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Dolphin; Doom; HTTP "Fields Up"
Most modern, immersive video games trigger my motion sickness almost immediately, so I rarely play anything anymore. I remember having loads of fun playing games on older systems like the GameCube and Wii (et al.).
I had forgotten about Dolphin — an emulator for said systems — that brings classic console games to our desktops in all their 1080p glory, even supporting modern controllers and multiplayer modes.
Dolphin hit my radar due to a recent announcement that the developers won't be supporting Windows 7 anymore (and you really should not be running Windows 7 — any Windows version, honestly — if you care about safety).
You may think "yeah, yeah…yet-another emulator", but those two Nintendo systems used an IBM PowerPC CPU
Instead of an Intel or AMD x86 CPU, GameCube and Wii use an IBM PowerPC CPU, which is significantly different from the CPU you're reading this newsletter on. Each instruction must be translated to the architecture you're running, which can eat 2x to 100x clock cycles (each). Our modern systems are fit for this challenge, but that's not the only difference. I'll let the Dolphin folks explain:
The RAM in these consoles is SRAM, smaller but faster than the SDRAM used in a PC. It is also shared between CPU and GPU, which makes operations like texture uploads (CPU memory to GPU memory) or framebuffer copies (GPU memory to CPU memory) a lot less demanding than they are on a PC.
The GPU is not using shaders: every graphics effect and every computation done by the game is executed directly by the hardware without an intermediate programming language. This does not match how a PC GPU works at all. Dolphin uses shaders on the PC GPU to translate what the GC GPU can do directly in hardware, causing it to run a lot slower.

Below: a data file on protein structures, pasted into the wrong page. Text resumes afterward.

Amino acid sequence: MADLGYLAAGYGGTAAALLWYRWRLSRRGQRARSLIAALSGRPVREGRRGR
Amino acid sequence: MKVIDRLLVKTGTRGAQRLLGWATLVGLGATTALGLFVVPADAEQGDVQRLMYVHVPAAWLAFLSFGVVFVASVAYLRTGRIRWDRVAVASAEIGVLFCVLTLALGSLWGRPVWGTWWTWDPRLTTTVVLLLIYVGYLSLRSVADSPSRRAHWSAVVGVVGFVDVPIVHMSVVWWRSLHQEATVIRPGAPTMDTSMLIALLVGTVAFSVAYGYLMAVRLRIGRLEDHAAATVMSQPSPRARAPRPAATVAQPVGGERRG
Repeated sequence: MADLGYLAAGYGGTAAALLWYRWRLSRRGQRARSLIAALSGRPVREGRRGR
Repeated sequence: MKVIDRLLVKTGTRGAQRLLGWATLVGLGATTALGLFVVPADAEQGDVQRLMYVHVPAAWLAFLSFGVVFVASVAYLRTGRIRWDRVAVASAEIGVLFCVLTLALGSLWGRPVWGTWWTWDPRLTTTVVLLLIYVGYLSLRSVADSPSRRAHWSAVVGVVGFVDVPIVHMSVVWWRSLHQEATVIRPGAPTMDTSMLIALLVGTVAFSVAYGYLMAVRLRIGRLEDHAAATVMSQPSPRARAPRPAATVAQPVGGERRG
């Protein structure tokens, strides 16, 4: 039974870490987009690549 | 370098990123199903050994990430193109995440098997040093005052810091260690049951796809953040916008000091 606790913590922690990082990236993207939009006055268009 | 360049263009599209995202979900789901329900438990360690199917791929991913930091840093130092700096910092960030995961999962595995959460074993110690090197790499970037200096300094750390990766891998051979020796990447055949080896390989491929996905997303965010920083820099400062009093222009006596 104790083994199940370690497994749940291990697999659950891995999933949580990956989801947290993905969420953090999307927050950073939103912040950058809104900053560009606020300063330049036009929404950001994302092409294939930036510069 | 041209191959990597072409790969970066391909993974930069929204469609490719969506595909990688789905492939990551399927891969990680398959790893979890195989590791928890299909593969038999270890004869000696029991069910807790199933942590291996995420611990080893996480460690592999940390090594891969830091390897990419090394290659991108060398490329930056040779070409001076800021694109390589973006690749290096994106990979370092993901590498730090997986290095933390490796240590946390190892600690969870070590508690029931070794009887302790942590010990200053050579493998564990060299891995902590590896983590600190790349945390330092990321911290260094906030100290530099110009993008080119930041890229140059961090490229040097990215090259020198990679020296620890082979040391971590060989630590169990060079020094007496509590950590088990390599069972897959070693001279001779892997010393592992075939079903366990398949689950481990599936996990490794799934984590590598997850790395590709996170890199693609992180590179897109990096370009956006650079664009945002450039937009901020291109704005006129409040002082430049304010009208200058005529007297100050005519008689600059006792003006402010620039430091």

A PC runs an operating system in order to be able to run several programs at the same time. A GameCube or a Wii does not have the same requirement and can directly execute things on the hardware without going through the operating system, making a lot of communication between chips faster.
If you have a bunch of old games lying around, get them on your hard drive/SSD and enjoy some retro-fun this summer!
I came across doomgeneric — a framework that makes porting the already very portable Doom game even easier. As the repo says, just create a file named
doomgeneric_yourplatform.c and implement a few bits:
DG_Init:Initialize your platform (create window, framebuffer, etc...).
DG_DrawFrame:Frame is ready in
DG_ScreenBuffer. Copy it to your platform's screen.
DG_SleepMsSleep: in milliseconds.
DG_GetTicksMs:The ticks passed since launch in milliseconds.
DG_GetKey:Provide keyboard events.
DG_SetWindowTitle:Not required. This is for setting the window title as Doom sets this from WAD file.
and you're good to go take down some pixelated demons.
While there are already versions of Doom for the operating systems I run, I might give this a go on watchOS as some FB folks did a while ago.
HTTP "Fields Up"
HTTP, the protocol used to deliver cat pictures and vaccine disinformation to your displays, received the spa treatment this week with the release of a spate of new and updated HTTP Documentation.
I'm oddly excited about the new IANA Hypertext Transfer Protocol (HTTP) Field Name Registry.
HTTP header fields are a list of strings sent and received by both the client program and server on every HTTP request and response. You have to dig into browser Developer Tools, or person-in-the-middle proxies to see them. They provide extra information for authentication and encoding, they're used to handle cookies/sessions, and lots more.
Having a registry is great, but it won't stop anyone from making their own up or clobbering registered ones, but it will make it easier to see what's officially in use. Each entry has a link to the document explaining the use of the field, which will be great for developers.
Some other HTTP RFCs of interest I may cover soon:
We'll be on holiday at the end of the month, and I'm hoping to have five days of editions scheduled in advance, but we'll see how that goes. ☮